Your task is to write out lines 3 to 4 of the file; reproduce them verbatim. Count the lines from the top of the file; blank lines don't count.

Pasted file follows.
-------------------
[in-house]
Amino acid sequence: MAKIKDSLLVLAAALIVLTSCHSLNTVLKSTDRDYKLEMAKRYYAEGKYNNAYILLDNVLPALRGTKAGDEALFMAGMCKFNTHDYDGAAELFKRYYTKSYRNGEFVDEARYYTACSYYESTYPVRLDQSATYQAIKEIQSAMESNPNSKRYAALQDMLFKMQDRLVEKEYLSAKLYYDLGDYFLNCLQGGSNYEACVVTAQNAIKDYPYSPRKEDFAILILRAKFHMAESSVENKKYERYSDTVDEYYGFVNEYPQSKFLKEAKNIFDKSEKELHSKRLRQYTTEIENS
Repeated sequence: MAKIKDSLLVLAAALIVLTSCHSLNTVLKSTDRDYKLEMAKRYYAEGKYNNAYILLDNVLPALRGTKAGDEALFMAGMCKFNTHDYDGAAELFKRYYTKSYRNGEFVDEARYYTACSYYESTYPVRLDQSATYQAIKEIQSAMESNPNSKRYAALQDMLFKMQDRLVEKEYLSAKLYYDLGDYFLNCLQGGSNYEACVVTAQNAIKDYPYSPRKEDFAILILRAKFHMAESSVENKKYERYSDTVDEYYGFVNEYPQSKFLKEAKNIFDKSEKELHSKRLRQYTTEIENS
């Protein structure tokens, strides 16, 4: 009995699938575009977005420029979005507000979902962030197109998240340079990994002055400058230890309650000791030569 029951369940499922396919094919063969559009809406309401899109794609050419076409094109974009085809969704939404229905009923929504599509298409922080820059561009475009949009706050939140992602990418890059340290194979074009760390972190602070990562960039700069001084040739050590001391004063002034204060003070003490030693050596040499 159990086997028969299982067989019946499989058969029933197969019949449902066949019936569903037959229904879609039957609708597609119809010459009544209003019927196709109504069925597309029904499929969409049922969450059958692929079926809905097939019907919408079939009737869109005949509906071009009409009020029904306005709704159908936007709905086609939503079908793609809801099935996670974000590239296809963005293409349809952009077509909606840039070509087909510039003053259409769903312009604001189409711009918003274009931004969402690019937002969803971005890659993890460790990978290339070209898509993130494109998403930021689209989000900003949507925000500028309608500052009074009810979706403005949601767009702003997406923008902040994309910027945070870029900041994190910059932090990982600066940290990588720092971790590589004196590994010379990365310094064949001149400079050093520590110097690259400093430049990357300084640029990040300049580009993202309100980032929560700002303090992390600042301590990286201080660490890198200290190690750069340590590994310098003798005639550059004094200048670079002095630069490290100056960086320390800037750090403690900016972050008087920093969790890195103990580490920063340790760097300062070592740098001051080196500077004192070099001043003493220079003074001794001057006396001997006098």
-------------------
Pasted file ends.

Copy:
Repeated sequence: MAKIKDSLLVLAAALIVLTSCHSLNTVLKSTDRDYKLEMAKRYYAEGKYNNAYILLDNVLPALRGTKAGDEALFMAGMCKFNTHDYDGAAELFKRYYTKSYRNGEFVDEARYYTACSYYESTYPVRLDQSATYQAIKEIQSAMESNPNSKRYAALQDMLFKMQDRLVEKEYLSAKLYYDLGDYFLNCLQGGSNYEACVVTAQNAIKDYPYSPRKEDFAILILRAKFHMAESSVENKKYERYSDTVDEYYGFVNEYPQSKFLKEAKNIFDKSEKELHSKRLRQYTTEIENS
């Protein structure tokens, strides 16, 4: 009995699938575009977005420029979005507000979902962030197109998240340079990994002055400058230890309650000791030569 029951369940499922396919094919063969559009809406309401899109794609050419076409094109974009085809969704939404229905009923929504599509298409922080820059561009475009949009706050939140992602990418890059340290194979074009760390972190602070990562960039700069001084040739050590001391004063002034204060003070003490030693050596040499 159990086997028969299982067989019946499989058969029933197969019949449902066949019936569903037959229904879609039957609708597609119809010459009544209003019927196709109504069925597309029904499929969409049922969450059958692929079926809905097939019907919408079939009737869109005949509906071009009409009020029904306005709704159908936007709905086609939503079908793609809801099935996670974000590239296809963005293409349809952009077509909606840039070509087909510039003053259409769903312009604001189409711009918003274009931004969402690019937002969803971005890659993890460790990978290339070209898509993130494109998403930021689209989000900003949507925000500028309608500052009074009810979706403005949601767009702003997406923008902040994309910027945070870029900041994190910059932090990982600066940290990588720092971790590589004196590994010379990365310094064949001149400079050093520590110097690259400093430049990357300084640029990040300049580009993202309100980032929560700002303090992390600042301590990286201080660490890198200290190690750069340590590994310098003798005639550059004094200048670079002095630069490290100056960086320390800037750090403690900016972050008087920093969790890195103990580490920063340790760097300062070592740098001051080196500077004192070099001043003493220079003074001794001057006396001997006098």